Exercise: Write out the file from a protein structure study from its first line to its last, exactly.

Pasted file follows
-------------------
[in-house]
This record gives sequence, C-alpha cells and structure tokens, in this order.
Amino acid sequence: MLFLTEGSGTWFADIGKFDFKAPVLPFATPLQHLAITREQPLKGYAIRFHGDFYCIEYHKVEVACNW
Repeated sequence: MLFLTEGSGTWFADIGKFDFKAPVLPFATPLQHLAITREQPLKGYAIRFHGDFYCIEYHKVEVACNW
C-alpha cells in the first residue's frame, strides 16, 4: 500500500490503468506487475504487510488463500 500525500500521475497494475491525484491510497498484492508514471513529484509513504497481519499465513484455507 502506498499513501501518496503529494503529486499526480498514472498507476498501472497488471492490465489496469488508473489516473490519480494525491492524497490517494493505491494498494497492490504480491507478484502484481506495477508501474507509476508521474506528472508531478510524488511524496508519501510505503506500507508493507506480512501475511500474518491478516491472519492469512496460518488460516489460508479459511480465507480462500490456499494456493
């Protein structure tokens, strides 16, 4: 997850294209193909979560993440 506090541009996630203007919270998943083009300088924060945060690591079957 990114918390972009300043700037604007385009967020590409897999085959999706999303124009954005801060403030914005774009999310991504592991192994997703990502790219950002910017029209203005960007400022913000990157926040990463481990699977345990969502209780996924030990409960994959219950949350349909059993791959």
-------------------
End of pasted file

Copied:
[in-house]
This record gives sequence, C-alpha cells and structure tokens, in this order.
Amino acid sequence: MLFLTEGSGTWFADIGKFDFKAPVLPFATPLQHLAITREQPLKGYAIRFHGDFYCIEYHKVEVACNW
Repeated sequence: MLFLTEGSGTWFADIGKFDFKAPVLPFATPLQHLAITREQPLKGYAIRFHGDFYCIEYHKVEVACNW
C-alpha cells in the first residue's frame, strides 16, 4: 500500500490503468506487475504487510488463500 500525500500521475497494475491525484491510497498484492508514471513529484509513504497481519499465513484455507 502506498499513501501518496503529494503529486499526480498514472498507476498501472497488471492490465489496469488508473489516473490519480494525491492524497490517494493505491494498494497492490504480491507478484502484481506495477508501474507509476508521474506528472508531478510524488511524496508519501510505503506500507508493507506480512501475511500474518491478516491472519492469512496460518488460516489460508479459511480465507480462500490456499494456493
């Protein structure tokens, strides 16, 4: 997850294209193909979560993440 506090541009996630203007919270998943083009300088924060945060690591079957 990114918390972009300043700037604007385009967020590409897999085959999706999303124009954005801060403030914005774009999310991504592991192994997703990502790219950002910017029209203005960007400022913000990157926040990463481990699977345990969502209780996924030990409960994959219950949350349909059993791959």